CA oil refiners pump up profits through lowest wholesale gasoline price in USA and highest retail prices
Friday, Aug 05, 2016
Consumer Watchdog pointed today to big new California oil profit reports, gasoline pricing data and a candid remark from a refinery CEO to show that the companies are making unreasonable profits from California drivers due to their market power and anti-competitive practices.

Today oil refiner Tesoro reported $332 million in profits from California oil refining during the second quarter. Valero had reported $141 million in state oil refining profits during the second quarter, nearly triple its average quarterly profit of $57 million. These are the only two refiners that report California-only oil refining profits.

Consumer Watchdog said the high profits from the state refiners that report them helps to explain the odd, extreme current gap between retail and wholesale gasoline prices in the state.

Currently, California's wholesale market for gasoline, where oil refiners trade gas, is the cheapest in the country, but California drivers have been paying the highest price in the nation for a gallon of gasoline on the street.

The price of gas at the pump in California usually costs 88 cents more than the price on the wholesale market. Today, drivers are paying $1.58 more than the wholesale market, a windfall for refiners, who are pocketing most of that extra cost.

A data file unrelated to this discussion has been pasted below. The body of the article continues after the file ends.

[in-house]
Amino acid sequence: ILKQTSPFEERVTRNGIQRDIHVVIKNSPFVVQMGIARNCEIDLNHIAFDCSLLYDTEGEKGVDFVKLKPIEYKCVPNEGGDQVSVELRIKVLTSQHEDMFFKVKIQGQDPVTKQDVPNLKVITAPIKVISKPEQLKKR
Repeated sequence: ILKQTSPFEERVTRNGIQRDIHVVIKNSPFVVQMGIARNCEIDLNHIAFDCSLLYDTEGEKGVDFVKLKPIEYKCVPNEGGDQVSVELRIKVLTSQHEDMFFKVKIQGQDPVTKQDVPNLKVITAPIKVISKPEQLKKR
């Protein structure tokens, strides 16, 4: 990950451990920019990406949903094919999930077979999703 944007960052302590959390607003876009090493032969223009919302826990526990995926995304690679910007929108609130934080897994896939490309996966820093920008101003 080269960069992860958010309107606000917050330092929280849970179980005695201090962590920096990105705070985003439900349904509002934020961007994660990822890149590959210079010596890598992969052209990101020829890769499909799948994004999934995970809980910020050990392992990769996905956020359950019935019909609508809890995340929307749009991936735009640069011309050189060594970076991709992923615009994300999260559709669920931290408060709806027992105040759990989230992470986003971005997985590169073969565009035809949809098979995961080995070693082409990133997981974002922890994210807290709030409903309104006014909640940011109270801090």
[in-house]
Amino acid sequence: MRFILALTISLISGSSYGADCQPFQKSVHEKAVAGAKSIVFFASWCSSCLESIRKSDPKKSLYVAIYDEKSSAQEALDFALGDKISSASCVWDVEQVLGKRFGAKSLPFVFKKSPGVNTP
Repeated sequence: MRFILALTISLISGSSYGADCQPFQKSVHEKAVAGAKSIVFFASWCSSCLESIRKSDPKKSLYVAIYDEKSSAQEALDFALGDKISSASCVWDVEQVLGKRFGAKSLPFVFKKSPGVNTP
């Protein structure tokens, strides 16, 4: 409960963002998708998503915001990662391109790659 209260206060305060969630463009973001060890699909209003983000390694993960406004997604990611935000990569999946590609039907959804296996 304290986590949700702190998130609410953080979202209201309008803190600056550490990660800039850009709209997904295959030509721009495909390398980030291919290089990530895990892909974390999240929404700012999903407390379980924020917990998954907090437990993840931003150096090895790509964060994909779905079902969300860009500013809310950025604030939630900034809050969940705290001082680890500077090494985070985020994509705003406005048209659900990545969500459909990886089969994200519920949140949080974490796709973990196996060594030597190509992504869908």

"With all of California's refineries back online, drivers should be paying 70 cents less at the pump," said Consumer Watchdog researcher Cody Rosenfield. "There's no shortage. There are no refinery problems. Where are the savings for consumers?"

On the California wholesale "spot" market where refiners trade large amounts of gasoline, a gallon costs $1.17, the lowest in the country, and 18 cents less than in Chicago, due to an overabundance of supply. Despite that, street prices in California are 45 cents more per gallon than in Chicago.

Consumer Watchdog is providing this evidence to the California Attorney General's office in support of its ongoing investigation into California gas price manipulation, where subpoenas have recently been issued. The difference between the spot price and the retail price is the larger than its ever been – excluding October of 2008, during the market crash.

On a recent investor call, California's newest refiner made some startling admissions that help explain last year's record gasoline price gap with American gas prices -- $1.60 cents more.

Consumer Watchdog pointed to the remarks of Tom Nimbley, the CEO of PBF Energy, the company that purchased the troubled Torrance refinery from ExxonMobil. During an investor call on July 29th, in response to a question about why the Torrance refinery had so many issues, Nimbley said that Exxon's equipment was top notch, but the problem was Exxon's culture. He said,  "I personally believe Exxon probably had made a decision that they were not going to run a single refinery operation in the state of California," suggesting that Exxon intentionally kept the Torrance refinery, which supplies 20% of Southern California's gasoline, offline.

Nimbley also admitted he and others in the industry were going to cut back on refinery operations to limit supply and inflate prices.  He said, "bottom line is there's too much clean product and the only way you can solve that problem is reducing the amount of clean product that you make."

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